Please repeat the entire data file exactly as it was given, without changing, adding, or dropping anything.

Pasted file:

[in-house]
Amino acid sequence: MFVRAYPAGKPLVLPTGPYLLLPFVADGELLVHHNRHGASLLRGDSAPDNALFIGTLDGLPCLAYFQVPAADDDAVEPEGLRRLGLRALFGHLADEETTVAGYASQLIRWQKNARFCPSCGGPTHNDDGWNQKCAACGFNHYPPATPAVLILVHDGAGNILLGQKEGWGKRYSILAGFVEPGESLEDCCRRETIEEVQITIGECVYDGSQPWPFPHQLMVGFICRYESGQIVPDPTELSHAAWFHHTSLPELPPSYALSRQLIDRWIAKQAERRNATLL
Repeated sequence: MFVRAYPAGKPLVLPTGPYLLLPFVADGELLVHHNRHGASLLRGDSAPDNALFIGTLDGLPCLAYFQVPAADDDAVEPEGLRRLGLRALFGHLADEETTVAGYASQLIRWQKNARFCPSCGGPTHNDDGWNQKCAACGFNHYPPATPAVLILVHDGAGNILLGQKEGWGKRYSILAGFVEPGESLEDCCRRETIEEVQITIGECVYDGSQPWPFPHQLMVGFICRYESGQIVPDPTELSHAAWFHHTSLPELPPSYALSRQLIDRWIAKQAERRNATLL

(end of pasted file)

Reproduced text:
[in-house]
Amino acid sequence: MFVRAYPAGKPLVLPTGPYLLLPFVADGELLVHHNRHGASLLRGDSAPDNALFIGTLDGLPCLAYFQVPAADDDAVEPEGLRRLGLRALFGHLADEETTVAGYASQLIRWQKNARFCPSCGGPTHNDDGWNQKCAACGFNHYPPATPAVLILVHDGAGNILLGQKEGWGKRYSILAGFVEPGESLEDCCRRETIEEVQITIGECVYDGSQPWPFPHQLMVGFICRYESGQIVPDPTELSHAAWFHHTSLPELPPSYALSRQLIDRWIAKQAERRNATLL
Repeated sequence: MFVRAYPAGKPLVLPTGPYLLLPFVADGELLVHHNRHGASLLRGDSAPDNALFIGTLDGLPCLAYFQVPAADDDAVEPEGLRRLGLRALFGHLADEETTVAGYASQLIRWQKNARFCPSCGGPTHNDDGWNQKCAACGFNHYPPATPAVLILVHDGAGNILLGQKEGWGKRYSILAGFVEPGESLEDCCRRETIEEVQITIGECVYDGSQPWPFPHQLMVGFICRYESGQIVPDPTELSHAAWFHHTSLPELPPSYALSRQLIDRWIAKQAERRNATLL